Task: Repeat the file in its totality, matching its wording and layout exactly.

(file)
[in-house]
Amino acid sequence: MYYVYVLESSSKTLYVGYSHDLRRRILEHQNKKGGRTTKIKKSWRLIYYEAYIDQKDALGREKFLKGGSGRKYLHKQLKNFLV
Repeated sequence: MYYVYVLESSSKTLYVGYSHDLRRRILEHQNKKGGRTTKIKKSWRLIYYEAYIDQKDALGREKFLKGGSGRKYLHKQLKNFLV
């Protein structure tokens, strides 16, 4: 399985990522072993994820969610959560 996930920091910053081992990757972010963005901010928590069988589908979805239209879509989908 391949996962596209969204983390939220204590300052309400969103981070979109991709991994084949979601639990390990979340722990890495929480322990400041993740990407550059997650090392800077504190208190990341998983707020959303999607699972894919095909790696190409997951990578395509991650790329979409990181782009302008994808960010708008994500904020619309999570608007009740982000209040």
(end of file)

[in-house]
Amino acid sequence: MYYVYVLESSSKTLYVGYSHDLRRRILEHQNKKGGRTTKIKKSWRLIYYEAYIDQKDALGREKFLKGGSGRKYLHKQLKNFLV
Repeated sequence: MYYVYVLESSSKTLYVGYSHDLRRRILEHQNKKGGRTTKIKKSWRLIYYEAYIDQKDALGREKFLKGGSGRKYLHKQLKNFLV
């Protein structure tokens, strides 16, 4: 399985990522072993994820969610959560 996930920091910053081992990757972010963005901010928590069988589908979805239209879509989908 391949996962596209969204983390939220204590300052309400969103981070979109991709991994084949979601639990390990979340722990890495929480322990400041993740990407550059997650090392800077504190208190990341998983707020959303999607699972894919095909790696190409997951990578395509991650790329979409990181782009302008994808960010708008994500904020619309999570608007009740982000209040």